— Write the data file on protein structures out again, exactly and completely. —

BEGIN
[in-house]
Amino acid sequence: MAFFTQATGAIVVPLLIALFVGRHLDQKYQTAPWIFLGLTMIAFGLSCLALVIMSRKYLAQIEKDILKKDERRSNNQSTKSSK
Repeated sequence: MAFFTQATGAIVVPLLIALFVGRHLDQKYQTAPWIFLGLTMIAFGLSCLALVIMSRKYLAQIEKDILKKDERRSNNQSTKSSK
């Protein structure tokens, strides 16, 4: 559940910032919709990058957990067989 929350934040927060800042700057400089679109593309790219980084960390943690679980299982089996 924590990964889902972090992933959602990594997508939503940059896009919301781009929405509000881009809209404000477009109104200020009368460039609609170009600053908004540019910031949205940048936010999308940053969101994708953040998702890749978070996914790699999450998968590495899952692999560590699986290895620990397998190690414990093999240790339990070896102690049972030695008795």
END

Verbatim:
[in-house]
Amino acid sequence: MAFFTQATGAIVVPLLIALFVGRHLDQKYQTAPWIFLGLTMIAFGLSCLALVIMSRKYLAQIEKDILKKDERRSNNQSTKSSK
Repeated sequence: MAFFTQATGAIVVPLLIALFVGRHLDQKYQTAPWIFLGLTMIAFGLSCLALVIMSRKYLAQIEKDILKKDERRSNNQSTKSSK
């Protein structure tokens, strides 16, 4: 559940910032919709990058957990067989 929350934040927060800042700057400089679109593309790219980084960390943690679980299982089996 924590990964889902972090992933959602990594997508939503940059896009919301781009929405509000881009809209404000477009109104200020009368460039609609170009600053908004540019910031949205940048936010999308940053969101994708953040998702890749978070996914790699999450998968590495899952692999560590699986290895620990397998190690414990093999240790339990070896102690049972030695008795």